In our last blog post about website accessibility, the Department of Justice was preparing legislation for 2018 to create online accessibility standards. This would ensure websites can be accessed by those who are deaf or visually disabled as part of the Americans with Disabilities Act (ADA).
That 2018 deadline has been pushed back, so official website accessibility standards will not become law for a while. However, that doesn’t mean you should delay making sure your site is accessible to all users.
As a reminder, the four website accessibility guidelines the DOJ will eventually use to create their laws say that content must be perceivable, operable, understandable, and robust. Kasasa has partnered with AudioEye to provide FIRSTBranch users with a full-featured consumer experience and comply with these Web Content Accessibility Guidelines.
What FIRSTBranch users need to know
Although the latest guidelines have not been signed into law yet, there has been an influx of lawsuits brought against community banks and credit unions for not having accessible sites.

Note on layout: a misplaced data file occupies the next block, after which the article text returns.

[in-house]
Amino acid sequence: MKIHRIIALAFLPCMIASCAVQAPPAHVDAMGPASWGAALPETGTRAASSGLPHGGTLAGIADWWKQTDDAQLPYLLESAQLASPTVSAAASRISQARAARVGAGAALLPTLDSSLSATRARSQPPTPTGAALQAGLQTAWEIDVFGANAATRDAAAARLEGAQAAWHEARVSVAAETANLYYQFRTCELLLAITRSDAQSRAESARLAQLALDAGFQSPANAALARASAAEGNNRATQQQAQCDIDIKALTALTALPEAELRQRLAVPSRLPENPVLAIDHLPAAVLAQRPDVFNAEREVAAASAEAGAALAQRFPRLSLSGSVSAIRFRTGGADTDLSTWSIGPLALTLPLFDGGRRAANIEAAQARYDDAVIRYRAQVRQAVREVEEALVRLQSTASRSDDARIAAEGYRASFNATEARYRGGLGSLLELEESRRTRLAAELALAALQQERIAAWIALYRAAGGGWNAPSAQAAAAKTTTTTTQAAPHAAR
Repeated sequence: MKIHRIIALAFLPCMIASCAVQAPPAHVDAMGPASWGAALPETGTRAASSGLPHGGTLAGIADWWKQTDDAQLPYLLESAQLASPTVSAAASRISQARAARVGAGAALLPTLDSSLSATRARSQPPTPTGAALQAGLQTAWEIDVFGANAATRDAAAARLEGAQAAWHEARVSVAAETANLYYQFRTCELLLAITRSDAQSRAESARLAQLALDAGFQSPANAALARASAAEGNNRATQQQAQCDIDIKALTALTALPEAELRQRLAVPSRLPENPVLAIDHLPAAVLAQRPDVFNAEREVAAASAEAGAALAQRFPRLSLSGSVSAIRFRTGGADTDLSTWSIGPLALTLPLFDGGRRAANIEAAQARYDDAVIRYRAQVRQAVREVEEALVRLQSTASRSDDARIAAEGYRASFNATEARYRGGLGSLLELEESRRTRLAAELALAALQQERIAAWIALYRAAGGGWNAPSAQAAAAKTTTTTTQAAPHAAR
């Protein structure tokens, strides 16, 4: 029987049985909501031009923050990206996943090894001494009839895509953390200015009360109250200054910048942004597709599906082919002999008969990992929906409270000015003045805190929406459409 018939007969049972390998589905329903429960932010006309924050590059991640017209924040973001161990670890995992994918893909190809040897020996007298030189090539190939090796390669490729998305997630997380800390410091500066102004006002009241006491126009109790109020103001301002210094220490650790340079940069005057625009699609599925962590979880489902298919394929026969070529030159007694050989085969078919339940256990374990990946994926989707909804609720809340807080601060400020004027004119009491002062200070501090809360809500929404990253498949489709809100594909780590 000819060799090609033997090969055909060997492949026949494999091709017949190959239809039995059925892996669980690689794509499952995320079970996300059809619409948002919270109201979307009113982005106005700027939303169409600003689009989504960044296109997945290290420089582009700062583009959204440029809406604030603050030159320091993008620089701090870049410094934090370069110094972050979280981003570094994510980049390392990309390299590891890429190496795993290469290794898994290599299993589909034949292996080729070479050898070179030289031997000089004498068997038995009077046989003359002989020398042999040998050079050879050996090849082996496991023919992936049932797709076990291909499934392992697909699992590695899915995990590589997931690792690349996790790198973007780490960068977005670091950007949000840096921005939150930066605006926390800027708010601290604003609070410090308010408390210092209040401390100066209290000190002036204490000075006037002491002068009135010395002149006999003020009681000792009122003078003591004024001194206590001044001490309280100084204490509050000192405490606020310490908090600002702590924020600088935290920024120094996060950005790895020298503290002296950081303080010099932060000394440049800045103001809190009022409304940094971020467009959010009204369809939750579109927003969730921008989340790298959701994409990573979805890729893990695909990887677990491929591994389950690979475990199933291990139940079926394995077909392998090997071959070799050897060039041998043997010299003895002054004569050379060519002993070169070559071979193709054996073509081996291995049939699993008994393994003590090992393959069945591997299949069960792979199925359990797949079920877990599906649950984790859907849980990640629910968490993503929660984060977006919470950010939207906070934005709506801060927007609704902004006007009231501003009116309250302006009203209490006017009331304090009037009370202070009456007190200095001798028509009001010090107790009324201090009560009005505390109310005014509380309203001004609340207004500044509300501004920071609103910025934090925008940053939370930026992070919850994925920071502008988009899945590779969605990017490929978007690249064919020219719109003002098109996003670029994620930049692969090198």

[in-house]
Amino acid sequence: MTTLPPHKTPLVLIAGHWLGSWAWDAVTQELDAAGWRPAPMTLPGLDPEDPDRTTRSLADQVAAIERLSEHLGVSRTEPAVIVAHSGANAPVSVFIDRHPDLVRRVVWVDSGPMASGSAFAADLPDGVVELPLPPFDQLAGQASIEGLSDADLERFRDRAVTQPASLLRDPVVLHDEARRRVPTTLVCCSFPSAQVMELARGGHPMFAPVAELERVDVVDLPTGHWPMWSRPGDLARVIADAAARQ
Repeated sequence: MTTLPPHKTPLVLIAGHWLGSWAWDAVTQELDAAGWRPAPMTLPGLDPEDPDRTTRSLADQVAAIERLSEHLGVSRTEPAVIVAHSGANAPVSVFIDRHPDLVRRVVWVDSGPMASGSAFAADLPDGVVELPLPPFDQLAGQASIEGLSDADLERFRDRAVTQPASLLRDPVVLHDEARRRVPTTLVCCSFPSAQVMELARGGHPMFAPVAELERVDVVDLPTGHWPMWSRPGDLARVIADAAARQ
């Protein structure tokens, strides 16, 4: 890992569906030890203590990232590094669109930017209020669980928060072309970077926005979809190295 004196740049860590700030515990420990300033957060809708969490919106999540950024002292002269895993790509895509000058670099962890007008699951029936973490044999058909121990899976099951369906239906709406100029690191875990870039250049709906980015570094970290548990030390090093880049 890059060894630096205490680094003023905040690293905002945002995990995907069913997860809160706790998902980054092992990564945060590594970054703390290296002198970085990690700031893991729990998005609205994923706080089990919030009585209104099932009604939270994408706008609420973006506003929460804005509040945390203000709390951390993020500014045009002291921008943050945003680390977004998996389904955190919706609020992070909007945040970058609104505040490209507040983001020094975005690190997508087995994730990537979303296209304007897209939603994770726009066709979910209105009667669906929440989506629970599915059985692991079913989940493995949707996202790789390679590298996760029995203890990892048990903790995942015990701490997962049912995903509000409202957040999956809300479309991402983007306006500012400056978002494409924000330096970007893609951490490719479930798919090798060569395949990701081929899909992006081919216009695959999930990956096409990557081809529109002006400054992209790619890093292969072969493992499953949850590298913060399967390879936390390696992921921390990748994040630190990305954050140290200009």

Many law firms use tools to check a website’s ADA compliance. However several of the ADA compliance checking tools, like this one, don’t utilize AudioEye when they check the site, so a site in compliance can appear out of compliance. We’ve heard that many AudioEye clients are still receiving letters of noncompliance because of this.
If you are a FIRSTBranch client and do not have AudioEye, know that we cannot integrate AudioEye on your site without your permission and cooperation. Please contact your primary Kasasa representative as soon as possible to get AudioEye on your site.
What to do if you receive a letter about noncompliance
If you’re a FIRSTBranch client with AudioEye who has received a letter threatening legal action, our team, in conjunction with AudioEye, will help you craft your response. Check out this PDF for a step-by-step guide on how to start that process.